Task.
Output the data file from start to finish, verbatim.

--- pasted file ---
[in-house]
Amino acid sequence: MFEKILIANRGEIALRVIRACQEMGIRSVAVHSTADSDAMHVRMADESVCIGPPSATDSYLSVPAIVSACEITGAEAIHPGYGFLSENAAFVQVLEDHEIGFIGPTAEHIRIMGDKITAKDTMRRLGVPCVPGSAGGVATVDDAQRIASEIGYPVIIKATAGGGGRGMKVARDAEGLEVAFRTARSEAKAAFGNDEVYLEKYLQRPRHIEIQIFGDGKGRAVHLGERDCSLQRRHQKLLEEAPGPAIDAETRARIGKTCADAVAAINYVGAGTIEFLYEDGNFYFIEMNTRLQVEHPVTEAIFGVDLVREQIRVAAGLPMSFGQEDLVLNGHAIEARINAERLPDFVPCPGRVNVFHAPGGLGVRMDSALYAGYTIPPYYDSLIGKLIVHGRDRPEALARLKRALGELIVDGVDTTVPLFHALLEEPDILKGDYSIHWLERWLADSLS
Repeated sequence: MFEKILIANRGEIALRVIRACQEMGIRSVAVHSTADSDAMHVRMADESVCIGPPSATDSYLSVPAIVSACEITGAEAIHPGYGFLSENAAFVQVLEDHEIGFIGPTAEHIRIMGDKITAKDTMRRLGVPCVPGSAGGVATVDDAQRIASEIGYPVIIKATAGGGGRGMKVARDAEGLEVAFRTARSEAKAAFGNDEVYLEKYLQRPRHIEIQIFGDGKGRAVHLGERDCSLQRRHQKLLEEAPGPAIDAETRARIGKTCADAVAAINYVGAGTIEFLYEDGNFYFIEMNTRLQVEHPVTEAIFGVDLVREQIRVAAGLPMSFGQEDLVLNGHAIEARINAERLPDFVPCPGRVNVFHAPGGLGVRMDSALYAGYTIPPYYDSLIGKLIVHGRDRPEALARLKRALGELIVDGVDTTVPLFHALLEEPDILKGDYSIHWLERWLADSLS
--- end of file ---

[in-house]
Amino acid sequence: MFEKILIANRGEIALRVIRACQEMGIRSVAVHSTADSDAMHVRMADESVCIGPPSATDSYLSVPAIVSACEITGAEAIHPGYGFLSENAAFVQVLEDHEIGFIGPTAEHIRIMGDKITAKDTMRRLGVPCVPGSAGGVATVDDAQRIASEIGYPVIIKATAGGGGRGMKVARDAEGLEVAFRTARSEAKAAFGNDEVYLEKYLQRPRHIEIQIFGDGKGRAVHLGERDCSLQRRHQKLLEEAPGPAIDAETRARIGKTCADAVAAINYVGAGTIEFLYEDGNFYFIEMNTRLQVEHPVTEAIFGVDLVREQIRVAAGLPMSFGQEDLVLNGHAIEARINAERLPDFVPCPGRVNVFHAPGGLGVRMDSALYAGYTIPPYYDSLIGKLIVHGRDRPEALARLKRALGELIVDGVDTTVPLFHALLEEPDILKGDYSIHWLERWLADSLS
Repeated sequence: MFEKILIANRGEIALRVIRACQEMGIRSVAVHSTADSDAMHVRMADESVCIGPPSATDSYLSVPAIVSACEITGAEAIHPGYGFLSENAAFVQVLEDHEIGFIGPTAEHIRIMGDKITAKDTMRRLGVPCVPGSAGGVATVDDAQRIASEIGYPVIIKATAGGGGRGMKVARDAEGLEVAFRTARSEAKAAFGNDEVYLEKYLQRPRHIEIQIFGDGKGRAVHLGERDCSLQRRHQKLLEEAPGPAIDAETRARIGKTCADAVAAINYVGAGTIEFLYEDGNFYFIEMNTRLQVEHPVTEAIFGVDLVREQIRVAAGLPMSFGQEDLVLNGHAIEARINAERLPDFVPCPGRVNVFHAPGGLGVRMDSALYAGYTIPPYYDSLIGKLIVHGRDRPEALARLKRALGELIVDGVDTTVPLFHALLEEPDILKGDYSIHWLERWLADSLS